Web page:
Fortunately, the government bought into the idea, which then led to the importation of the test kids for the COVID-19 that were distributed to both regional and districts hospitals.

Madam Theresa noted that based on the fact that COVID-19 was an infectious disease, they needed safety cabinets to ensure that Medical Laboratory Scientists would not expose themselves to the risk of being infected.

“All laboratory personnel were also trained on how to handle samples to avoid the risk of being infected”, she added whilst also disclosing that glove boxes were also distributed to regional and district hospitals.

Wa Municipal Testing Centre

From the beginning of 2021, the Wa Municipal COVID-19 Testing Centre was set up and this according to Madam Theresa had improved the testing drive tremendously in the region.

“The situation has improved tremendously, now for emergency cases, once we do the test here, we’re able to pick suspected cases and test immediately and within an hour the results would be ready”, she said.

“So for in-patients where clinicians need to take an immediate decision, isolation as to treatment, they could get the results within an hour”, she added.

According to her, there were tussles between families and Hospital authorities over patients who passed on and needed to be given a supervised burial and the families were agitated and did not know their status.

She said now their worry was addressed because within an hour the results of their test were ready, adding that if the patient died out of COVID-19, then a supervised burial was arranged, if not, then the body was released to the family for their own burial.

Challenges

Madam Theresa noted that even though the situation had improved it was still not without challenges, noting that initially, the testing center in the region was just one and they were still overwhelmed with lots of samples coming in from all the Municipalities and Districts.

This, she said resulted in the Deputy Director of Public Health facilitating the release of the Gene Expert Machine from Wa West District Hospital to the Wa Municipal Testing Centre which further improved testing and release of results.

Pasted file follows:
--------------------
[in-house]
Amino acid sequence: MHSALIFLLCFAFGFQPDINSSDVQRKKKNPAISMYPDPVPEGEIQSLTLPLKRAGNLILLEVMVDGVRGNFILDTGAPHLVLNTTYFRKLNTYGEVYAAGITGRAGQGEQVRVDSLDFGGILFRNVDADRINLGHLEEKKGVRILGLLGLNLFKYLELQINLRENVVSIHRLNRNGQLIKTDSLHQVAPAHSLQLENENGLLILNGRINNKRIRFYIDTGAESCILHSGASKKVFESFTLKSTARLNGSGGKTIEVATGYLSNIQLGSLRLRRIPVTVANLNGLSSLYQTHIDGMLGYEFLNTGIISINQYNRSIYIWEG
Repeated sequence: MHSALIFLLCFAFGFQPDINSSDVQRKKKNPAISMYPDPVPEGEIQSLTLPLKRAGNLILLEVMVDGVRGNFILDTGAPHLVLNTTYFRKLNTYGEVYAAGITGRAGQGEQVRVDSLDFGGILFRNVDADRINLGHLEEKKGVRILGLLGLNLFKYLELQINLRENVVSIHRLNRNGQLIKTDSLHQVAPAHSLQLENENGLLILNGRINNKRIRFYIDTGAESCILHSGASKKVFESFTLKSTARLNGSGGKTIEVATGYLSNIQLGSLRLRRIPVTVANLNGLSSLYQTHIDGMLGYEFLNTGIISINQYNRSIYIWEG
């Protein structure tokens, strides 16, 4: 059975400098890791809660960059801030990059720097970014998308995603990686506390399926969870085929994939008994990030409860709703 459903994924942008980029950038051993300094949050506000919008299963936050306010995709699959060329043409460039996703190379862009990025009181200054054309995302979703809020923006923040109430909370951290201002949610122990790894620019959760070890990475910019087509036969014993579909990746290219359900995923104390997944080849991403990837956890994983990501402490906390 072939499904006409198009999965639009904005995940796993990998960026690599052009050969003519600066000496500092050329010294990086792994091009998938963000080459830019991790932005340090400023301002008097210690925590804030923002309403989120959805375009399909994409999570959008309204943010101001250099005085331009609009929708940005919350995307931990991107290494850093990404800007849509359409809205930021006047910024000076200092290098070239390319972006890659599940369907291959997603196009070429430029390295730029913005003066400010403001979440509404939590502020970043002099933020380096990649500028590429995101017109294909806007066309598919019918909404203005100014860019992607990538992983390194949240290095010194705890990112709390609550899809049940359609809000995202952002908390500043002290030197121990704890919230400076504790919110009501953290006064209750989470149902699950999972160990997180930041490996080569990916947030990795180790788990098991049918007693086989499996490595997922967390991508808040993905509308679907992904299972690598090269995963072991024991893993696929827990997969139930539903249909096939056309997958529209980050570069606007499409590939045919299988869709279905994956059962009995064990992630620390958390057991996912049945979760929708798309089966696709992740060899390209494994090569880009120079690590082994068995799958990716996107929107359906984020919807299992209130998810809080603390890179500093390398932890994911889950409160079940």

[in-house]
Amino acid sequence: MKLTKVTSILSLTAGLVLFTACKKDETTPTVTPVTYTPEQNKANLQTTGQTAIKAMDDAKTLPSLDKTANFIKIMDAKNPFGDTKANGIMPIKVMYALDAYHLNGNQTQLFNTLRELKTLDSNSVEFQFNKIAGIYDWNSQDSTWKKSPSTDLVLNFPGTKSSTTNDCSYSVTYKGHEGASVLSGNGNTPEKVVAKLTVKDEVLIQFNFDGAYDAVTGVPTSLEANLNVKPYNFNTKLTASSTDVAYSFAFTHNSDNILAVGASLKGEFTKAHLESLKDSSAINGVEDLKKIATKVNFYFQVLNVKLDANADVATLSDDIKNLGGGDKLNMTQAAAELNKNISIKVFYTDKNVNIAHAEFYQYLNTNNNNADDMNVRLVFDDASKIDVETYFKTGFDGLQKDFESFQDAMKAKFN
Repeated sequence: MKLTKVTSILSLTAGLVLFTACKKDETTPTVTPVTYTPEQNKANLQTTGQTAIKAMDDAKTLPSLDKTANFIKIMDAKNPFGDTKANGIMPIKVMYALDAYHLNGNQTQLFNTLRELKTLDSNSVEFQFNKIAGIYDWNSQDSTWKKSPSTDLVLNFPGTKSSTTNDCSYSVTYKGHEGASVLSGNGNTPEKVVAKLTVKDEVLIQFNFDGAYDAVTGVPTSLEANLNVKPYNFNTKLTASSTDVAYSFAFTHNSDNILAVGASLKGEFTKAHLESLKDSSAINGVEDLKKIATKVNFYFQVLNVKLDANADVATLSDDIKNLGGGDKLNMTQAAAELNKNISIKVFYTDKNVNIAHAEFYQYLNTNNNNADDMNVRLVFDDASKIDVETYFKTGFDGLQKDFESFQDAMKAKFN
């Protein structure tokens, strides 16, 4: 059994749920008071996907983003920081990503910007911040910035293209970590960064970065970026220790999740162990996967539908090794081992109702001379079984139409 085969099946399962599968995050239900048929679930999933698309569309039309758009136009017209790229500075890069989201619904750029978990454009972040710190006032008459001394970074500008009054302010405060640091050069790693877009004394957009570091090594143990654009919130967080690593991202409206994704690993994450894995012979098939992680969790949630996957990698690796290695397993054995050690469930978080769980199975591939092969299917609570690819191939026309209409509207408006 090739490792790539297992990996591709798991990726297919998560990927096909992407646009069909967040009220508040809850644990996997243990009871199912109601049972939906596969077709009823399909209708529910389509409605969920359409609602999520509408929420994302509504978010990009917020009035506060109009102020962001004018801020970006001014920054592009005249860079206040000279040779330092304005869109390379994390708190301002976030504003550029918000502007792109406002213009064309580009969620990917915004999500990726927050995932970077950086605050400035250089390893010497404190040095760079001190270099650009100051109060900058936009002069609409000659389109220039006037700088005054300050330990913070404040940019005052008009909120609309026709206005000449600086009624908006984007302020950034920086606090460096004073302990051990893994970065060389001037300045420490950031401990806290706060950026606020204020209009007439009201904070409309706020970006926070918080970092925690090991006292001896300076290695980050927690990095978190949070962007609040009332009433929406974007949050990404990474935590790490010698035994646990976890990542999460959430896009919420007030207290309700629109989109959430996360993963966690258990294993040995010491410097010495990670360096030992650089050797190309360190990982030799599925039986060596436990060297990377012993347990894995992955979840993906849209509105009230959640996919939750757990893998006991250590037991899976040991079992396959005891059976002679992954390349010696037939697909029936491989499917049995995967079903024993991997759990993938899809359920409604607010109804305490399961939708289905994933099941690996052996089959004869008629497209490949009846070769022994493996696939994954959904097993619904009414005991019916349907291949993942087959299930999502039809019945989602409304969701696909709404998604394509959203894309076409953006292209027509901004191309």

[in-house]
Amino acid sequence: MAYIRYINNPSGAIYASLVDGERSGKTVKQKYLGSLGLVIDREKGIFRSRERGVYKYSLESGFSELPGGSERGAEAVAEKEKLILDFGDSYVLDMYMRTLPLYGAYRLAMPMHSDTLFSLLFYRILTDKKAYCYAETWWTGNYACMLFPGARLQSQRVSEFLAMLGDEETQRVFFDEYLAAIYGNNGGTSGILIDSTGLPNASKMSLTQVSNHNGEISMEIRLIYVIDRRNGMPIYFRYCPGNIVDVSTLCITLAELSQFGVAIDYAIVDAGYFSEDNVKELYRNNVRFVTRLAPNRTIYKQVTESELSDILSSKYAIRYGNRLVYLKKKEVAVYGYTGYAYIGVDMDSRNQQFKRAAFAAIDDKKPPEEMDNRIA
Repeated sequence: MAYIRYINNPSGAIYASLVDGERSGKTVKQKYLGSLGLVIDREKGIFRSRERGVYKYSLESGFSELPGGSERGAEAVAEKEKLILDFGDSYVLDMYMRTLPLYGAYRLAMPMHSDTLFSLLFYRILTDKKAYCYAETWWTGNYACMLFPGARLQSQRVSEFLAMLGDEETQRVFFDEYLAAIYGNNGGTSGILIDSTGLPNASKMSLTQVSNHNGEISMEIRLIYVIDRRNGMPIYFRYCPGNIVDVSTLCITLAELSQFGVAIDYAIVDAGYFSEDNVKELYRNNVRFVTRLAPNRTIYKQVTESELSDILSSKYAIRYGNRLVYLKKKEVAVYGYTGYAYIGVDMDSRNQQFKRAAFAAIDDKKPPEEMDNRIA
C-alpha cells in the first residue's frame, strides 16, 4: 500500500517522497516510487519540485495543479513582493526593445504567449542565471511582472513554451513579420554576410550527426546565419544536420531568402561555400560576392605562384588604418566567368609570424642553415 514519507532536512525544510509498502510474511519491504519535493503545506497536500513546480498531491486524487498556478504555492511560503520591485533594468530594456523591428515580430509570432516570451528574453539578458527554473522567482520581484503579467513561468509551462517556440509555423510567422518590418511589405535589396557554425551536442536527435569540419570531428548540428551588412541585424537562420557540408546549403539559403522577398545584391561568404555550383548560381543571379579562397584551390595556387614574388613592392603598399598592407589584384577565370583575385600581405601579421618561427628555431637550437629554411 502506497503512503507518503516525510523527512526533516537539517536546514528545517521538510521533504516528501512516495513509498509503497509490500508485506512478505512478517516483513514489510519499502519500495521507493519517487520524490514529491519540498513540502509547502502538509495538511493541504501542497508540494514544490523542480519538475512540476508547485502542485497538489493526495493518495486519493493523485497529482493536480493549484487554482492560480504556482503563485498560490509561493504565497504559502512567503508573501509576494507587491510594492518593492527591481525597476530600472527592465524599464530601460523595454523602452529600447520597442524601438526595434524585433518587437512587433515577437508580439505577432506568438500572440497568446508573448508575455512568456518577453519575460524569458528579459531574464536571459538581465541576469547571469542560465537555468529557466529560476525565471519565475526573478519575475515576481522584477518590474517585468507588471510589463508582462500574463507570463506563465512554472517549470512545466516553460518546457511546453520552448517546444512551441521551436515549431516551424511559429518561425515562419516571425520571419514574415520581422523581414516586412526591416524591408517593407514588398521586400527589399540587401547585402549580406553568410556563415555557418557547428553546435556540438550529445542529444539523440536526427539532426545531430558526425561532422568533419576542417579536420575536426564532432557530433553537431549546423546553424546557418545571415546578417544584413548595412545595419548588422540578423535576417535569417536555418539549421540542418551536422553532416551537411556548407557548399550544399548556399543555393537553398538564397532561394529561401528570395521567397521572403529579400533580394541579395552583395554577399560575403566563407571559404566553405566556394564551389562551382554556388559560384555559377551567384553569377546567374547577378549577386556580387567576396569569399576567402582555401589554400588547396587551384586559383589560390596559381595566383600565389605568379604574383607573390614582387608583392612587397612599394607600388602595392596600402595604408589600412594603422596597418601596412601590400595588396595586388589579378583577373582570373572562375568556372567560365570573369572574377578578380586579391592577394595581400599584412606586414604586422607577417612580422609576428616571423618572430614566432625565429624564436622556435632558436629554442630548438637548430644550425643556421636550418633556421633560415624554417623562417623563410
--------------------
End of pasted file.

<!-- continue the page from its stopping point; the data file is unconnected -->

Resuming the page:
Four Medical Laboratory Scientists were also sent to the region to augment the staff strength, and this enabled them to initiate 24hr testing, which helped them clear the back lock of samples that were waiting.

Meanwhile, the region now has three testing centers located at the Wa Municipal Hospital, the Regional Hospital, and the Jirapa St. Joseph Hospital, which further improved the initial nightmare in testing.

Reducing the burden

She said a national policy was developed for them to test only those who come to the hospital with symptoms which according to her, put an end to contact tracing, thereby drastically reducing the number of samples and turning around the delay in results delivery to at least two hours.

She said people who walk into testing centers to demand voluntary testing because they think they might have come into contact with an infected person must also meet the case definition before testing would be done.

People who are traveling and needed evidence of a negative test also come in to request voluntary testing and they do it for them, adding that resources were not enough for them to be able to test everybody, hence, the decision to only test those who needed to meet deadlines.

“This is to ensure the little resources were conserved for those who really are sick of the disease and needed urgent care”, she said.

Conclusion

The country’s capacity to test from the beginning was not the best and an indication of the challenges in Ghana’s health system.

But to work to increase testing centers to almost 40 across the country is worth commendable as it reduced the delays associated with releasing the results especially from remote regions like the Upper West Region.

It also reduced if not eliminated the cost involved in taking care of patients in isolation as well as the tussle between hospital authorities and families of deceased persons.

Whilst patting government at the back, I also wish to remind her that there is still more to do to shape the health delivery system and make it more responsive to pandemics such as COVID-19.